This book… this book irritated me. I could feel a seed of something interesting inside it, but it was ultimately a huge disappointment. Charlie, Presumed Dead is about Aubrey and Lena, two young women who discover, at his funeral, they they were both dating the same boy. Lena believes Charlie faked his death, and wants to find him so she can tell him off. Aubrey wants to find a journal of hers he’s been blackmailing her with – and hopes he’s really dead. They set off on a worldwide journey to find out what really happened to him.
The summary sounded interesting, and looked like it was a subversion of YA love triangle plots: the boy being a villain, and the two girls becoming close friends and learning to stand on their own. Charlie, Presumed Dead didn’t give me any of that. Except, maybe Charlie being a villain – he’s indisputably terrible. Aubrey and Lena are allies, it’s true, but they really spend the majority of the book lying to and keeping important secrets from each other. At one point, they have a super-meta conversation about the Bechdel Test. The gist of the conversation is that all of their interactions up to that point have been about their relationship to Charlie, so they recognize in-universe that they have not passed the Bechdel Test. Rather than be a turning point in the story, they then proceed to continue to fail the test through the rest of the story.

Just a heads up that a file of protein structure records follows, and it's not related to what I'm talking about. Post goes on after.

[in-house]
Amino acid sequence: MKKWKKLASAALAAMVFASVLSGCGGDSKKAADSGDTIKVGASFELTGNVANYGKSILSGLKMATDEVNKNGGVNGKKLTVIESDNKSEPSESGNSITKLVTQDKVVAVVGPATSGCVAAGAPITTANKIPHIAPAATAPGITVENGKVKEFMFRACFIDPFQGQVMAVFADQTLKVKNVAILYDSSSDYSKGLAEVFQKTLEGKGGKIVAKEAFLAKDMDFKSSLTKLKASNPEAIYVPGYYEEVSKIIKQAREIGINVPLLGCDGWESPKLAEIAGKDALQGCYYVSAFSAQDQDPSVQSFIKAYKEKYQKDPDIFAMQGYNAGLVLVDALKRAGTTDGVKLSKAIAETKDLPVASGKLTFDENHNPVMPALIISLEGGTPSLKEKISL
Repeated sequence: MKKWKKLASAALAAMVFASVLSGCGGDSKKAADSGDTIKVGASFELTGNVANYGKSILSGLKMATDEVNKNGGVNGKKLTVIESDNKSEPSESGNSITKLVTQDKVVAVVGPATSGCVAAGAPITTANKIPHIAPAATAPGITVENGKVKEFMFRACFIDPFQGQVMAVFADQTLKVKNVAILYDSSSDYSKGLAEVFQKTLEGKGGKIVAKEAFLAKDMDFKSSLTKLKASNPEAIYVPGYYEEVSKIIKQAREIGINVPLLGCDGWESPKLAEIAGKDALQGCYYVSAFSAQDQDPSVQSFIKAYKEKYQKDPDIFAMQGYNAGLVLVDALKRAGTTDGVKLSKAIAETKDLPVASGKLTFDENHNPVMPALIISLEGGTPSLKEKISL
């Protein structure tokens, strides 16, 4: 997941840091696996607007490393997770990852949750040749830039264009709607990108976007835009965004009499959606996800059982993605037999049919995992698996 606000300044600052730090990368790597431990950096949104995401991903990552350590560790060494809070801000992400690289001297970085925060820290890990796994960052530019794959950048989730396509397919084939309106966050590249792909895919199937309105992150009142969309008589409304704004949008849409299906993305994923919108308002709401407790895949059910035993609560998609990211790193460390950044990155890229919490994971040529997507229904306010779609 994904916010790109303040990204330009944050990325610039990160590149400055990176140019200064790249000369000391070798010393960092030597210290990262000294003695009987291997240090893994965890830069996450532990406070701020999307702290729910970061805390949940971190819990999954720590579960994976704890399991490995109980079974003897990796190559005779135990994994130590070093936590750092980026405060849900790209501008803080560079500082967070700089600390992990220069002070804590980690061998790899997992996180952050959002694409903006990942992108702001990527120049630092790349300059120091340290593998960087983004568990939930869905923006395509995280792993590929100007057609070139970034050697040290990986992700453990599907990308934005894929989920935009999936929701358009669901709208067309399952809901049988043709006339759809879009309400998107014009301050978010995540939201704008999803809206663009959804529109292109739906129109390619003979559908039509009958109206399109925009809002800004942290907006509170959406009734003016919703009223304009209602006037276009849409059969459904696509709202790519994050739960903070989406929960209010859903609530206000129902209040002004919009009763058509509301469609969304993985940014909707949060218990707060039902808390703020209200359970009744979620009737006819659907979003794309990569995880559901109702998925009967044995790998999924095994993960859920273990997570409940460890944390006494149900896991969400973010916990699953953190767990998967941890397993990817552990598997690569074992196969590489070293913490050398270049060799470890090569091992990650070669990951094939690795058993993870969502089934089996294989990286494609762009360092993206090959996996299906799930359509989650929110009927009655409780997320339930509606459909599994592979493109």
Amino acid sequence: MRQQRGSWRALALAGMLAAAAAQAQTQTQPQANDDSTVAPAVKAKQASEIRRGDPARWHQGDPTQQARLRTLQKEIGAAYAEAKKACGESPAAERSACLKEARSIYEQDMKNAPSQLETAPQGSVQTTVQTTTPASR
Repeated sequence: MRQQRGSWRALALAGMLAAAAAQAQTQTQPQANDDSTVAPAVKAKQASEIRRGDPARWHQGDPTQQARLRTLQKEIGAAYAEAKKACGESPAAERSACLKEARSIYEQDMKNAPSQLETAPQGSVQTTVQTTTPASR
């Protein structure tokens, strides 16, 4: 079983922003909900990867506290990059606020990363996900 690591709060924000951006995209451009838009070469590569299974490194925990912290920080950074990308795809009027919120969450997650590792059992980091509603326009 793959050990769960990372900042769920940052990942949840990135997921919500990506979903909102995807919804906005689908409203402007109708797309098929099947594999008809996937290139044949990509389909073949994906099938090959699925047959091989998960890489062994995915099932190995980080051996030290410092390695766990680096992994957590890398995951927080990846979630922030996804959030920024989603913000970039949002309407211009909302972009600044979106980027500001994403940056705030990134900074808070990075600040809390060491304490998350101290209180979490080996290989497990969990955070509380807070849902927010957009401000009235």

The narration isn’t the best. Both girls’ POVs keep harping on about their Terrible Secrets to the point where it becomes annoying. It was so overdone that I felt underwhelmed when Aubrey’s was finally revealed. I’m not sure we ever find out Lena’s? If so I don’t remember it. She often refers to herself as dangerous, but spends most of her time being pretty damn nice, if a little impulsive. I’m not sure why either was interested in Charlie; he seems like an awful sociopath.
“. . . full of sound and fury / signifying nothing.”
Macbeth Act 5: Scene 5
Charlie, Presumed Dead was pretty slow through a good part of the book, and was finally building up to what looked to be an exciting conclusion. Instead, there wasn’t any conclusion at all, just a cliffhanger that made me want to throw the book across the room. One of my least favorite things in mystery novels (or any novel) is when nothing is resolved at the end, and the reader is supposed to be interested enough to wait for the next book in the series. Just no. Author, you have to give me something. The book literally just stops in the middle of the conflict. How do I know the next book won’t be just as pointless and frustrating?
I’ve seen some GoodReads reviews that complain that the story is far-fetched, Charlie’s faked death and later plots, especially. I’d have to agree. I could have ignored this if the book was interesting enough, but it really wasn’t. I also thought it went against the alleged ‘girl-power’ thing the author was (vaguely) attempting to have Aubrey and Lena be such huge dumbasses that they fall for every. single. thing. Charlie wants them to.
Part of me wants to give Charlie, Presumed Dead one star, but I’ll hesitantly give it two. Given five or six more drafts (and an actual ending) this could have been a decent book. I won’t read any more in the series, and, unless you like being frustrated, I don’t recommend anyone else read it until the sequel is out.